The other day some friends from high school alerted me to the fact that legendary Pacific Stars & Stripes Sports reporter Dave Ornauer was compiling a list of the top Far East basketball players of the last 25 years and was kind enough to remember me and some of my friends. It reminded me that Ornauer or Orny as he's known to his friends along with Northwest Airlines was due for a long overdue thank you.
Every town should be lucky enough to have an Orny-an adult who cares as much about high school sports as the players do. Only Orny's town is the entire Far East, or more specifically those of us who were fortunate enough to grow up there as expatriates and compete against each other in high school basketball. After competing within our various regions (Japan, Guam, Korea etc.) we would meet up once a year often on the island of Okinawa to compete for the coveted Far East Championship trophy. We'd live in the barracks with American forces stationed overseas, eat with them in the mess, get haircuts with them and play lots of basketball. And Orny was the reporter of record for all the festivities.
But the fall of 1985 was a dark time for our beloved tournament. The Gramm-Rudman budget cutting act had passed congress and Caspar Weinberger was about to live up to the nickname he had earned in California under then Governor Reagan-"Cap The Knife." Since the tourney was sponsored by the Defense Department, it had been targeted for budget cuts and it was decided that 1986 -- my senior year -- would see no boys Far East basketball tournament.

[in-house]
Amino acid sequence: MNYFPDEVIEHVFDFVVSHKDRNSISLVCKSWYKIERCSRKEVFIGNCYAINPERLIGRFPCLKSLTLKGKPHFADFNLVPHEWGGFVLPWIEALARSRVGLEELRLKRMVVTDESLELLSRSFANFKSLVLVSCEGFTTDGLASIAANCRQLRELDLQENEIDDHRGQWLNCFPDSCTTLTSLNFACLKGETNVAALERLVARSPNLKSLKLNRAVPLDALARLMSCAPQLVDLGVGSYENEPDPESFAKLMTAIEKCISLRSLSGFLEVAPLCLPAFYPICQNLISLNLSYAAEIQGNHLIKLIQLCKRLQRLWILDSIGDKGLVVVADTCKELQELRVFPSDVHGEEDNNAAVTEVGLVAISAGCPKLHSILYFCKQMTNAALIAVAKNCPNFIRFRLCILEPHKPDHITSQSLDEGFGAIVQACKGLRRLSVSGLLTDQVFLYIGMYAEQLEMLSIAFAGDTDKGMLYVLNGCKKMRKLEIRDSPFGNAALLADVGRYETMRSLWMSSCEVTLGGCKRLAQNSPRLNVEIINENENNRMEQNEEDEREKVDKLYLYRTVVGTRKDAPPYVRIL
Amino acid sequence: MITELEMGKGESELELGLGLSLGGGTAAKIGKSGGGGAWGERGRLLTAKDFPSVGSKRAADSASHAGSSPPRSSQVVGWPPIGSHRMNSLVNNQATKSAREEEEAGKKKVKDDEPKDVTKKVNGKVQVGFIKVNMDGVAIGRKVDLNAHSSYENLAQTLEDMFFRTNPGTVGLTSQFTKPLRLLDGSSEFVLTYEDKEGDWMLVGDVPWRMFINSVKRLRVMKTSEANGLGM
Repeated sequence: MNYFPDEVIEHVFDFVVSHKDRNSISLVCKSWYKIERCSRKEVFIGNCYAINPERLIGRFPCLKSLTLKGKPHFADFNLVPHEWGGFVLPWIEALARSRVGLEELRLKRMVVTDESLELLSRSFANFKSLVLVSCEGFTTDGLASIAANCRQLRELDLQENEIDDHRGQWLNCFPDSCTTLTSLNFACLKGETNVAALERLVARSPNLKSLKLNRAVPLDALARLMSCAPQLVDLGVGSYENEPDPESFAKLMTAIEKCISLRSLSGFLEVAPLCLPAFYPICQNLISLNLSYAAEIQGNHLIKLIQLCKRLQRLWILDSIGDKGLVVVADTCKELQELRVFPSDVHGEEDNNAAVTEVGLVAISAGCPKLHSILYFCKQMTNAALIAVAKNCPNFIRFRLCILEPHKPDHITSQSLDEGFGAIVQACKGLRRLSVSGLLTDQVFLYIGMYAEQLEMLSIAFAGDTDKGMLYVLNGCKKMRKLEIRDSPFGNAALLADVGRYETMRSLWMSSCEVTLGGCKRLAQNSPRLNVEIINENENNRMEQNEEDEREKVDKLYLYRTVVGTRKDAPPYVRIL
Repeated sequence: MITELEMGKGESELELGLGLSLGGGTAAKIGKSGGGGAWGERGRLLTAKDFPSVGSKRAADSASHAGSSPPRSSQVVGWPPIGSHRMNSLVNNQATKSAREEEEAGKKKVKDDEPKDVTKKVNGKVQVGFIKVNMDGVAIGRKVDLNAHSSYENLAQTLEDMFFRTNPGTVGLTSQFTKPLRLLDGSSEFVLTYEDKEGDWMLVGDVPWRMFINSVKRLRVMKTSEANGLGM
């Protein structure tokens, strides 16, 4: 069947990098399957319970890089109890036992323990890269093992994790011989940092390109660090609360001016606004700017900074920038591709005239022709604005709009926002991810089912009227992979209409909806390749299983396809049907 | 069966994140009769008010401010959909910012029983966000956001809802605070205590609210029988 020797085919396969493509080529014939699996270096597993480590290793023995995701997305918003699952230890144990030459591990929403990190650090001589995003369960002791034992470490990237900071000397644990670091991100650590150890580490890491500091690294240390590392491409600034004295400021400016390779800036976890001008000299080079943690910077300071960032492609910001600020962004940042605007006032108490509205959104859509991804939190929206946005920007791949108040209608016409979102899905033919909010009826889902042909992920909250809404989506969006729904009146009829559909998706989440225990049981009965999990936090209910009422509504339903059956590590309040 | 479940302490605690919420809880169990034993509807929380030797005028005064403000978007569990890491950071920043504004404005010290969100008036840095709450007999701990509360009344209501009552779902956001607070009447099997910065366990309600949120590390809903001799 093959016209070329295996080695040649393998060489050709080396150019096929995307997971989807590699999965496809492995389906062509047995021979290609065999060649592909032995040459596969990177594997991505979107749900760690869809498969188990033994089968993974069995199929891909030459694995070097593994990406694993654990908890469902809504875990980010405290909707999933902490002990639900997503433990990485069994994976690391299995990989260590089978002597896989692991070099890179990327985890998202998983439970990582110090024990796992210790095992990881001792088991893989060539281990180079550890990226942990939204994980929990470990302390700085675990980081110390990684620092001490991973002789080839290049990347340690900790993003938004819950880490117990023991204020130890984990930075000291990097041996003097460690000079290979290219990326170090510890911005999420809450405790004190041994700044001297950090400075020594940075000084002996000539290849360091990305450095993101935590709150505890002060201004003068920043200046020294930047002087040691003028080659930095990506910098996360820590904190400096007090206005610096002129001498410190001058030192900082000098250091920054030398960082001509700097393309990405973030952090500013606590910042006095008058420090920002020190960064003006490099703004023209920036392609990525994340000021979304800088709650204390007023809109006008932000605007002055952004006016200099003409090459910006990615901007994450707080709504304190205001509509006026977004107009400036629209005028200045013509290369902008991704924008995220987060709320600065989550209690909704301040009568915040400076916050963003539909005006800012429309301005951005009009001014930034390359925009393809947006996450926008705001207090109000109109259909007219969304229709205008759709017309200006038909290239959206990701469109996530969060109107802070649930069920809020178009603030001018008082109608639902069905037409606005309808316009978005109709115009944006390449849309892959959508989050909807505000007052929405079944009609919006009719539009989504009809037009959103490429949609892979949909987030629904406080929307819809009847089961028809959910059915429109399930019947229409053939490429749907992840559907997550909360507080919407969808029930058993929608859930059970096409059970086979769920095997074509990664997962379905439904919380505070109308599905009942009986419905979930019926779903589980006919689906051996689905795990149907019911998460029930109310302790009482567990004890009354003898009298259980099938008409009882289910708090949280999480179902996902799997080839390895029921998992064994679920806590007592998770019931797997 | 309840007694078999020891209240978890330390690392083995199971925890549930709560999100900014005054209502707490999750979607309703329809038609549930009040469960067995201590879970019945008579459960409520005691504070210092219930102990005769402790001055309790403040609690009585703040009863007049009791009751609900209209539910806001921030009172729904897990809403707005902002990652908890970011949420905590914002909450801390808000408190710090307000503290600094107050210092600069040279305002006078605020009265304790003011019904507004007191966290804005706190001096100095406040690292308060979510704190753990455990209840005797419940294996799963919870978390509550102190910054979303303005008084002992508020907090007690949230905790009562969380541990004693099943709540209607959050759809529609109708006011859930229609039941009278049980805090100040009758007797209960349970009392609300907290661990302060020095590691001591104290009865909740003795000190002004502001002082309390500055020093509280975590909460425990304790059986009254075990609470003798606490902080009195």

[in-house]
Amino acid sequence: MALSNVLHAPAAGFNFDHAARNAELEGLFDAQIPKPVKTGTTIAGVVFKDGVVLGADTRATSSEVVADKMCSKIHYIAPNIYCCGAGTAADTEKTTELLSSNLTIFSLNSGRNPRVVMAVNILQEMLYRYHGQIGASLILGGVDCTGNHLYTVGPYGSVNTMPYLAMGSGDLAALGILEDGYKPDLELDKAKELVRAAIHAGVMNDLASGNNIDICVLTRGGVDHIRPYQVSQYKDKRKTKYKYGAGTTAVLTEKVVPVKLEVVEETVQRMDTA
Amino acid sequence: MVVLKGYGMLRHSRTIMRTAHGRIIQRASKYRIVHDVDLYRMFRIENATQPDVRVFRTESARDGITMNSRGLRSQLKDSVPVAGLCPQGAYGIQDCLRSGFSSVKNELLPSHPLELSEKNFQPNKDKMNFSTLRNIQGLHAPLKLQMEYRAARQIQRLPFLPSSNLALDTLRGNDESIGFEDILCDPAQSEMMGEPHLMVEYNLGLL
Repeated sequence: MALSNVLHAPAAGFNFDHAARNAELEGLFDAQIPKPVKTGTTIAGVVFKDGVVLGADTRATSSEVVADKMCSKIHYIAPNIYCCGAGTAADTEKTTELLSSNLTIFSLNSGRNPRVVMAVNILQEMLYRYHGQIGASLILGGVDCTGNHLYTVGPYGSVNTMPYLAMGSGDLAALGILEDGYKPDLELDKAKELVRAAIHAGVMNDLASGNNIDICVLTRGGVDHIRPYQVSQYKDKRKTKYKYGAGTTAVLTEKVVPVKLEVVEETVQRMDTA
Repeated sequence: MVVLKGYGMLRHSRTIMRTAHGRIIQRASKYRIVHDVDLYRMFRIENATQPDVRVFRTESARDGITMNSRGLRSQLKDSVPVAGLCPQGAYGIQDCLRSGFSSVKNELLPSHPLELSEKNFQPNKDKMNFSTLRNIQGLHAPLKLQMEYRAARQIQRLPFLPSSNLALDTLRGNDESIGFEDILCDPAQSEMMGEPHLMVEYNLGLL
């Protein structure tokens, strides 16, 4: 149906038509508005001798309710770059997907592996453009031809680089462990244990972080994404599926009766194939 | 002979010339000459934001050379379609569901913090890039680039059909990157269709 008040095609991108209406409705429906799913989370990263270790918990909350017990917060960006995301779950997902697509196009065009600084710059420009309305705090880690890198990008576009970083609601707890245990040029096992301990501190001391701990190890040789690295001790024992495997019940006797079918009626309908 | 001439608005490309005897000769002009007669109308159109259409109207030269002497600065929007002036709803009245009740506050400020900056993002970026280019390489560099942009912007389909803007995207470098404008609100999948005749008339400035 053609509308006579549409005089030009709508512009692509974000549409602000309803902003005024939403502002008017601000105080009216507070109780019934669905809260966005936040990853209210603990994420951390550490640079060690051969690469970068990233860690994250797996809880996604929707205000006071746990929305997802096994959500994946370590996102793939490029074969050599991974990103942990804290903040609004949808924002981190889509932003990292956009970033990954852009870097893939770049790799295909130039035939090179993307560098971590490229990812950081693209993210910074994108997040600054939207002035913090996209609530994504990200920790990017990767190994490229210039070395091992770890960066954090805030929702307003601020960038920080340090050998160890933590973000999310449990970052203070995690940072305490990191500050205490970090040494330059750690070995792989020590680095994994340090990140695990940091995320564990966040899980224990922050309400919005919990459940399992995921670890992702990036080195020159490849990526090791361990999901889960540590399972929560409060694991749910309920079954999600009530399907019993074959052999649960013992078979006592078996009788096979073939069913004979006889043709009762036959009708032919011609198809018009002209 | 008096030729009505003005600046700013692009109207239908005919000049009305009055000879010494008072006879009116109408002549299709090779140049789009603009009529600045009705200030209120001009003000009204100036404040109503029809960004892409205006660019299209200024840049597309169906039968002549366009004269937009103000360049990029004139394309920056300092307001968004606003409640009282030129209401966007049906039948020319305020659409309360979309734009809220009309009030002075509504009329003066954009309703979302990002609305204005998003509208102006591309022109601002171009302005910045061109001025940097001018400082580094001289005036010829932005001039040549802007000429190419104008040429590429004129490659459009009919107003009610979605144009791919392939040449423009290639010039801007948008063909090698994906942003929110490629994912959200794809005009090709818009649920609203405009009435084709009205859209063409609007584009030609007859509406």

And then Orny went to work.
Writing in the Stars & Stripes, Orny voiced our dreams and disappointments, lamenting the fact that there would be no tournament for those of us who had faithfully gone to them as children, and practiced our hearts out so that one day we too could be in the show.
And then magic happened. An executive at Northwest Airlines read the story and the Airline agreed to fund the tournament. We were back in action and the tournament proceeded as scheduled.
Northwest Airlines won the lifetime allegiance of hundreds of us and we also became lifetime admirers of a sports reporter named Dave Ornauer who was never too busy or too immersed in the world of adults to remember what it was like to be a kid and have a dream.
So to Dave, and a classy airline, Northwest, thanks. You taught us important lessons about making dreams come true and helping others.
We'll always remember.
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